Flat Stanley’s Last 2 Weeks

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Stan here again. I’m going back to L.A. to be with my homie Matthew soon, but I’ve been doing a lot of cool things since I got back from Palm Springs and I wanted to update you on my adventures.

First, Dave took me to school with him one day. St. Cloud State University is right on the Mississippi River, so he let me see it. Here are pictures from the Whitney Overlook, a picture of the river itself, and a BEAVER that we saw right by the walking path! Dave tried to get close enough to get me into the shot, but he scurried away too quickly.

From there, we went on a nice road trip across the state. First, it was up to the northern part of Minnesota to Bemidji. Rumor has it that’s where Paul Bunyan and his blue ox Babe are from. They have two really huge statues up there for everyone to take pictures. Bemidji is just a little bit northeast of Lake Itasca, which is where the Mississippi River begins!

On another day, we went down to Minneapolis and got to explore. We went to the Minneapolis Sculpture Garden where they have lots of really cool sculptures. This one is called Spoonbridge and Cherry. If only we had a big tub of ice cream that were at the same scale!

Then we went to a Twins game. Here’s Dave, Sam, their neighbor Lauren, and yours truly!

Finally, we wrapped it up with a trip to Mall of America. Minnesota has no state sales tax on clothing, so they decided to make a huge mall to get people to come and spend money on clothes here. But I found out it’s much more than just a mall. The mall is the whole outside of it, but the entire inside is an amusement park. It used to be Camp Snoopy, with all Snoopy-themed rides. Now it’s the Nickelodeon Universe, with all kinds of Nickelodeon-themed rides. Some of the roller coasters are really pretty big, but we couldn’t go on them because they said I’d blow away. :(

It’s been a blast being up here in Minnesota for the last two months. I’ve seen about every kind of weather imaginable, met some really nice people, and saw some amazing things, both natural and man-made. Everything out here is so much different from back in Simi Valley, and I’ve learned a lot about how other parts of the country are unique in their own way. I can’t wait to try another new place, but this time with my main man Matthew!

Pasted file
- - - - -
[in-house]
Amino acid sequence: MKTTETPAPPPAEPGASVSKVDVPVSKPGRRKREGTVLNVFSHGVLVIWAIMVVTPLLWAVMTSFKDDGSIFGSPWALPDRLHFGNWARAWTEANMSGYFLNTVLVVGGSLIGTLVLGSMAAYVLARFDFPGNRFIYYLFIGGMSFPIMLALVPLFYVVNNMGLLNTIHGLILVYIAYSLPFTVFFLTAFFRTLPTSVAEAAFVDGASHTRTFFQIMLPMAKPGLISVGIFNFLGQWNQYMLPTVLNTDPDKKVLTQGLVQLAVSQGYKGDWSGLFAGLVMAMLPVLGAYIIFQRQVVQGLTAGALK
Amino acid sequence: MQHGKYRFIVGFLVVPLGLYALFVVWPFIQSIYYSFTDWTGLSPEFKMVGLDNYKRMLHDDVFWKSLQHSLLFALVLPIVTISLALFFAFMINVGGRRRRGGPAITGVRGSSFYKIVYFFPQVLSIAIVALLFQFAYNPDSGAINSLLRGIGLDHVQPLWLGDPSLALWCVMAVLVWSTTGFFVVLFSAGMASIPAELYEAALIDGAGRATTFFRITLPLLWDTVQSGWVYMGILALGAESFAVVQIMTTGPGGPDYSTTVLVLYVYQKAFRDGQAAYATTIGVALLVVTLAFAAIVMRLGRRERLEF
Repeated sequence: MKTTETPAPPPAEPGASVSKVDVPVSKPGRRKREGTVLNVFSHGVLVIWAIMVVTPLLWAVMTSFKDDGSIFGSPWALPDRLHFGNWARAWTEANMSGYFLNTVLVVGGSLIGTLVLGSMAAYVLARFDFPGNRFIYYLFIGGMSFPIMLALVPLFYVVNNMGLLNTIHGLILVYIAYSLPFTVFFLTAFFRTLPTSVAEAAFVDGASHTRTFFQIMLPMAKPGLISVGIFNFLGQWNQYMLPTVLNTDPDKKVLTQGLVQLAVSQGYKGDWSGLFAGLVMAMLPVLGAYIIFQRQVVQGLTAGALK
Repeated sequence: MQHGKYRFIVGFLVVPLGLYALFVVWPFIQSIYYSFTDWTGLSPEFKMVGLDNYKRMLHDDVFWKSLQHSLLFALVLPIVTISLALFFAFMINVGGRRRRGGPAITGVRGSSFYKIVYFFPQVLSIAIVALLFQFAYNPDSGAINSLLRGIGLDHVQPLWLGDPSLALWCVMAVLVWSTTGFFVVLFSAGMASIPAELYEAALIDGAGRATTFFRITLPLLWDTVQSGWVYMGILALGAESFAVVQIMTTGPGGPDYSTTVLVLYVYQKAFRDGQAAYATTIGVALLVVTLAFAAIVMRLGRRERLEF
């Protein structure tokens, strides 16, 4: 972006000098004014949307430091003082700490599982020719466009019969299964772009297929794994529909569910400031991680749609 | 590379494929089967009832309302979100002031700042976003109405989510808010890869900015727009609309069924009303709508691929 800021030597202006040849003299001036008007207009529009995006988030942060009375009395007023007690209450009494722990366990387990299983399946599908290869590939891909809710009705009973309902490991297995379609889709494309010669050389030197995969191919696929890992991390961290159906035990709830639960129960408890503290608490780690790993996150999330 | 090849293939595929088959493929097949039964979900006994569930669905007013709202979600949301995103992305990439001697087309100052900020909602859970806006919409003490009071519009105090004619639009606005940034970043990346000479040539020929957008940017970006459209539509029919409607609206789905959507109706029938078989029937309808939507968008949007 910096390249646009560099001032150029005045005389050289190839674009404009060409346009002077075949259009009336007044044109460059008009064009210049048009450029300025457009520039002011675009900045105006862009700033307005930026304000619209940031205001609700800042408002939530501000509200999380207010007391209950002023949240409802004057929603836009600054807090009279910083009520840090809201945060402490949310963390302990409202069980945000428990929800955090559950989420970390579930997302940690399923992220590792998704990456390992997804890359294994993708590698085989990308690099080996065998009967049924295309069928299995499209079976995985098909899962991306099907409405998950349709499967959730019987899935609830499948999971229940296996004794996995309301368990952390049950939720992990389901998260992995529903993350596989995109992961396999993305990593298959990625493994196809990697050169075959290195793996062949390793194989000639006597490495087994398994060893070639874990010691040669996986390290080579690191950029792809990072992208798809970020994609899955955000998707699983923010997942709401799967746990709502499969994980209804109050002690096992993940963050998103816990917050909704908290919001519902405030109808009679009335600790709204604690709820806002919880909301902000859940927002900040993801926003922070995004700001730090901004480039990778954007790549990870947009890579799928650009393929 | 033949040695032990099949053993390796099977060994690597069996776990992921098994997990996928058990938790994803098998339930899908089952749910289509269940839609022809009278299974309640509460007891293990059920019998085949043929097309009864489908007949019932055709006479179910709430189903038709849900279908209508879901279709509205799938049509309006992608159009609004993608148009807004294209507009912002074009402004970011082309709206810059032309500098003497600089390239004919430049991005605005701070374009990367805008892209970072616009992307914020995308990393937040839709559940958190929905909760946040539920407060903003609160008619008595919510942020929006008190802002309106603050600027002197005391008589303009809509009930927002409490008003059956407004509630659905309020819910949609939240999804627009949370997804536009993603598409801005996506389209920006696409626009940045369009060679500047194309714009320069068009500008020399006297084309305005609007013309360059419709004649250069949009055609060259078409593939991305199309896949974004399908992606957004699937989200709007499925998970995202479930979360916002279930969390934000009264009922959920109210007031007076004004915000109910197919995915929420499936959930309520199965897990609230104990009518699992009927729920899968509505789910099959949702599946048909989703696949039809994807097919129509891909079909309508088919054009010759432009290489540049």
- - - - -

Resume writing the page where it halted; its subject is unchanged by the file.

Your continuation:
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Flat Stanley — back from Palm Springs!

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What a fun trip I just had! We landed in Palm Springs on Thursday. Dave and Sam took me in the carry-on and then unfolded me so we could get a good picture at the airport. It’s an open-air airport — they said they’ve never seen anything like that before. You go through security, then you go back out into the open and then to the terminal. It almost felt like we were in a zoo or something.

The night we arrived, they had a street fair. They do it every Thursday night in Palm Springs. It was about a mile of street vendors, food vendors, and all kinds of craziness. We saw this one lady who had a dog dressed in the exact same clothes she had. The dog even had a brown skirt that matched the woman’s outfit. I took a picture with her!

On Sunday morning, we went to another street fair. I don’t know what it is about people in the desert, but it somehow makes them really like street fairs. This one was in the parking lot of a local college and there was some really cool stuff there. Dave got a bunch of snacks, but that was about it. One lady was selling baby strollers designed for dogs. I think the crazy lady from the other picture should buy one for her dog.

Another first came the next day, when we went geocaching! I didn’t know what it was, but it’s like the world’s biggest scavenger hunt. You use your phone’s GPS to find locations of nearby caches. The GPS gets you within about 10 feet and then you use clues and try to find something. This was in a little park area right across from the Palm Springs Convention Center. Looks like a statue and some rocks, right?